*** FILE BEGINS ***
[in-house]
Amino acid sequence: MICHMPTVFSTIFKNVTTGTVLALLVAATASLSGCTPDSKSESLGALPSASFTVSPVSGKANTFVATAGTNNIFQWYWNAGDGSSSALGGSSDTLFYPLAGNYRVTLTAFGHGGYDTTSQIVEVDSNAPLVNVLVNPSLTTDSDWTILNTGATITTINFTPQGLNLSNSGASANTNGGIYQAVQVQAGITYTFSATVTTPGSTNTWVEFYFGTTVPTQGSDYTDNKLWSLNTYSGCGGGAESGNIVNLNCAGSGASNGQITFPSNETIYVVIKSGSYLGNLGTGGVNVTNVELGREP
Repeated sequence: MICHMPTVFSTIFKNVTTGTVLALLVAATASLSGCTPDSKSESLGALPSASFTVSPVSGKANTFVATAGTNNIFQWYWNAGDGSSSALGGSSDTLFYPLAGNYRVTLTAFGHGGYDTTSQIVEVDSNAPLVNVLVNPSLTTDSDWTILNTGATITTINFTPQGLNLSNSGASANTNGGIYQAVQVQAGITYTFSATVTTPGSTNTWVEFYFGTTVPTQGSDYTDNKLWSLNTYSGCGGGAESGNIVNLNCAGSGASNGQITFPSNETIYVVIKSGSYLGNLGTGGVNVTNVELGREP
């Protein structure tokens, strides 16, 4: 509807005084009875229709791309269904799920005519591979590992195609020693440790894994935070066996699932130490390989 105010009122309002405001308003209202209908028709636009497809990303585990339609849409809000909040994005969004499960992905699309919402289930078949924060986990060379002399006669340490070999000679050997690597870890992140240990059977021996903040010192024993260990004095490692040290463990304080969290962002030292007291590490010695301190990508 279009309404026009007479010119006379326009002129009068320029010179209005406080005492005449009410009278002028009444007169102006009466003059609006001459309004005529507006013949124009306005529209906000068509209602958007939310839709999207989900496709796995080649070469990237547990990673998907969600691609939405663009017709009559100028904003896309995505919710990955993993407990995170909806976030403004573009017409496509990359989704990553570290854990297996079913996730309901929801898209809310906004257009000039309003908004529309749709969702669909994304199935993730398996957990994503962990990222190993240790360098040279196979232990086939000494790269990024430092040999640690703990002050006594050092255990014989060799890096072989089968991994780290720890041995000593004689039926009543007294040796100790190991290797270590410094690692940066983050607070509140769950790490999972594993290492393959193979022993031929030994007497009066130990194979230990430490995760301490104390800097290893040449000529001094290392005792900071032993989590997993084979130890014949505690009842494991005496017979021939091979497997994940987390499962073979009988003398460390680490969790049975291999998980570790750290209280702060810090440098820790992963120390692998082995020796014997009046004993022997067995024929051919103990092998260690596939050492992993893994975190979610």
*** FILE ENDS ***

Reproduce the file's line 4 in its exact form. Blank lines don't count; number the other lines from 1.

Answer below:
């Protein structure tokens, strides 16, 4: 509807005084009875229709791309269904799920005519591979590992195609020693440790894994935070066996699932130490390989 105010009122309002405001308003209202209908028709636009497809990303585990339609849409809000909040994005969004499960992905699309919402289930078949924060986990060379002399006669340490070999000679050997690597870890992140240990059977021996903040010192024993260990004095490692040290463990304080969290962002030292007291590490010695301190990508 279009309404026009007479010119006379326009002129009068320029010179209005406080005492005449009410009278002028009444007169102006009466003059609006001459309004005529507006013949124009306005529209906000068509209602958007939310839709999207989900496709796995080649070469990237547990990673998907969600691609939405663009017709009559100028904003896309995505919710990955993993407990995170909806976030403004573009017409496509990359989704990553570290854990297996079913996730309901929801898209809310906004257009000039309003908004529309749709969702669909994304199935993730398996957990994503962990990222190993240790360098040279196979232990086939000494790269990024430092040999640690703990002050006594050092255990014989060799890096072989089968991994780290720890041995000593004689039926009543007294040796100790190991290797270590410094690692940066983050607070509140769950790490999972594993290492393959193979022993031929030994007497009066130990194979230990430490995760301490104390800097290893040449000529001094290392005792900071032993989590997993084979130890014949505690009842494991005496017979021939091979497997994940987390499962073979009988003398460390680490969790049975291999998980570790750290209280702060810090440098820790992963120390692998082995020796014997009046004993022997067995024929051919103990092998260690596939050492992993893994975190979610």